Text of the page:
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    New and Exciting Menu Revealed at The Banks Fish House in Boston

    When it comes to dining at seafood restaurants in Boston, the array of choices can be quite overwhelming.

    From exquisite Frutti di mare dishes discovered in the North End to waterside establishments in the Seaport District, it appears that at every corner there lies a respectable venue offering delectable seafood.

    This is why it is imperative to make a mark. The seafood-inspired sibling of Grill 23, Harvest, and Bistro du Midi realized it was time to do just that and recently launched a reimagined menu that elevates traditional seafood dishes to unprecedented heights.

    The Banks Fish House in Back Bay underwent a subtle metamorphosis earlier this spring to enhance the dining experience to the esteemed levels found at its more upscale sister restaurants. The outcome? A more streamlined wine selection, enhanced cocktails, and more sophisticated dishes.

    The establishment is the brainchild of restaurateur Chris Himmel of Himmel Hospitality Group and executive chef and business partner Robert Sisca, who unveiled the concept two years ago. (It took over the former space of the laid-back tavern, Post 390, when it closed in 2020).

    The Banks’ two-level location boasts a sophisticated nautical theme, striking lofty ceilings, and cozy fireplaces to cozy up to on chilly afternoons. The ground level exudes a more relaxed ambiance with a raw bar and lively cocktail lounge popular among post-work patrons. Upstairs, the atmosphere is more serene and slightly more formal, yet still inviting.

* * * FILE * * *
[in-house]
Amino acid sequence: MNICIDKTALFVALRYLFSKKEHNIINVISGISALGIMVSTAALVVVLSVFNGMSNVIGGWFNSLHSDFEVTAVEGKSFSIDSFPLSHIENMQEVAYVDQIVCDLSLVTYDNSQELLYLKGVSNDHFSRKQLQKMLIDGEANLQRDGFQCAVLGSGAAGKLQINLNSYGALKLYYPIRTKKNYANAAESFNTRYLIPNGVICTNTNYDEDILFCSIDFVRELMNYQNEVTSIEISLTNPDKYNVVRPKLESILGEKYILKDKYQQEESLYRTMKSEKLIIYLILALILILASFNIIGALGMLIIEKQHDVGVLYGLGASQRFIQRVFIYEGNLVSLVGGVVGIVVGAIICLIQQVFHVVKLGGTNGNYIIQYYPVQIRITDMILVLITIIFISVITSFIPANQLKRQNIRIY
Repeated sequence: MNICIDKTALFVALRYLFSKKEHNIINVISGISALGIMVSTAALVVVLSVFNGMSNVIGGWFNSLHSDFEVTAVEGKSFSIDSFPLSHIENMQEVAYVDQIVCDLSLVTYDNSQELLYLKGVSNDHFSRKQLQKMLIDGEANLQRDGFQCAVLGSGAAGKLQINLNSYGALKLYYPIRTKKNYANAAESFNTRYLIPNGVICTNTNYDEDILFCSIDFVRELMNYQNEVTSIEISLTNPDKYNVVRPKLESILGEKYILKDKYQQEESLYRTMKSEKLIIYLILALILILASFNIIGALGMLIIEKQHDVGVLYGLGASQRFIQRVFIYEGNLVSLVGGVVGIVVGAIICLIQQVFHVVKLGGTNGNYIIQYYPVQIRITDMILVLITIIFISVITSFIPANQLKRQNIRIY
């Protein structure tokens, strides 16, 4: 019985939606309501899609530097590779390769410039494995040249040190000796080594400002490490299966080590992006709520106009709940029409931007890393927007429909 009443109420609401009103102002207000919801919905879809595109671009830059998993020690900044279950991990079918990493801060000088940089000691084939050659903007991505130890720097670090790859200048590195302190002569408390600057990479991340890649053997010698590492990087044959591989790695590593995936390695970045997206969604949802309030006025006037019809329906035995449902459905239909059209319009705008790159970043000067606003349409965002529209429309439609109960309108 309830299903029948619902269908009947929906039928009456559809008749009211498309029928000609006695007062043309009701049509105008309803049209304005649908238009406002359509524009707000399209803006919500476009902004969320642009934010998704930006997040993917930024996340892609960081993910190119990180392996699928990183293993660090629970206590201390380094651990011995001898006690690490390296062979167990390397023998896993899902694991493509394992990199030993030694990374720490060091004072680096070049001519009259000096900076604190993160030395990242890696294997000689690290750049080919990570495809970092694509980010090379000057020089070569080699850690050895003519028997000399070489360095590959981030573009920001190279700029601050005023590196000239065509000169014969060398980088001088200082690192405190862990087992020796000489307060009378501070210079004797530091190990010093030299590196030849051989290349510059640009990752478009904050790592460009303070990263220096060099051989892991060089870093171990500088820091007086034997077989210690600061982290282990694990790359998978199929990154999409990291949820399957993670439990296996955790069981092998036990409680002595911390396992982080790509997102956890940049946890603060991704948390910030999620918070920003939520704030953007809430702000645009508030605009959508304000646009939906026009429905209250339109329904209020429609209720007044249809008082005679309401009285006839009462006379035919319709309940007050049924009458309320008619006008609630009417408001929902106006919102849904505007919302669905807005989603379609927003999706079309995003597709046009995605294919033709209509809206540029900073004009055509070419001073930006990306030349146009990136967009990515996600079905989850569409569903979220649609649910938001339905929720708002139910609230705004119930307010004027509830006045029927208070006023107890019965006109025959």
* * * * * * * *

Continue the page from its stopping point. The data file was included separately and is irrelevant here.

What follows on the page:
During a recent instance at the reinvigorated restaurant for brunch, our amiable server Jared recommended starting off with one of their innovative cocktails.

    While there is a commendable variety of local and artisanal beers on tap, why not indulge in a fruity sangria concocted with Spanish rosado, strawberry, rhubarb bitters, and blood orange? One of their most imaginative drinks, Oyster Martini No. 3, is crafted with Ostreida oyster vodka, dry vermouth, kombu and orange bitters. We suggest pairing it with a raw bar plateaux teeming with East or West Coast oysters, lobster tails, and jumbo shrimp cocktail.

    Keeping in line with the sophisticated dining concept, premium enhancements feature a caviar selection. The Banks offers a “light, clean, floral” choice as well as a “nutty, delicate, rich” Black River Imperial Osetra along with all the accompaniments.

    A must-experience appetizer is the halibut ceviche presented in a delightful avocado leche de tigre garnished with diced red onions and mango complemented by a serving of crispy plantains.

    The appetizer selection also includes Ora King salmon crudo, chilled crab cake Causa, and tuna tartare taken to a novel level with the introduction of kalamata olive aioli and fresno peppers.

    Given that this is a fish-centered establishment, it is only fitting to find recognizable land-based classics with a maritime-inspired twist. Instead of the conventional chicken and waffles, their rendition features fried whole belly clams and waffles drizzled with maple chowder gravy.

    Speaking of chowder, The Chowda flatbread is as imaginative and delicious as it gets. Despite its moniker, the flatbread is not adorned with ladles of creamy chowder. Picture a drier, more savory rendition containing a medley of crème fraiche, smoked bacon, clams, potatoes, and oyster crackers.

    The delectable swordfish BLT showcased grilled swordfish, crispy Berkshire pork belly, fresh arugula and tomato alongside a flavorful basil-lime mayo served with a side of golden French fries.

    Other distinctive discoveries include squid ink spaghetti and a Scituate lobster Benedict topped with saffron Hollandaise.

    Brunch is available on weekends starting at 11 am. They also open for lunch on weekdays with dinner served nightly.

    The Banks Fish House is situated at 406 Stuart Street in Boston.

    Image Source: A glimpse into the Back Bay’s new seafood establishment from a prominent Boston restaurant group. / Photography by Brian Samuels

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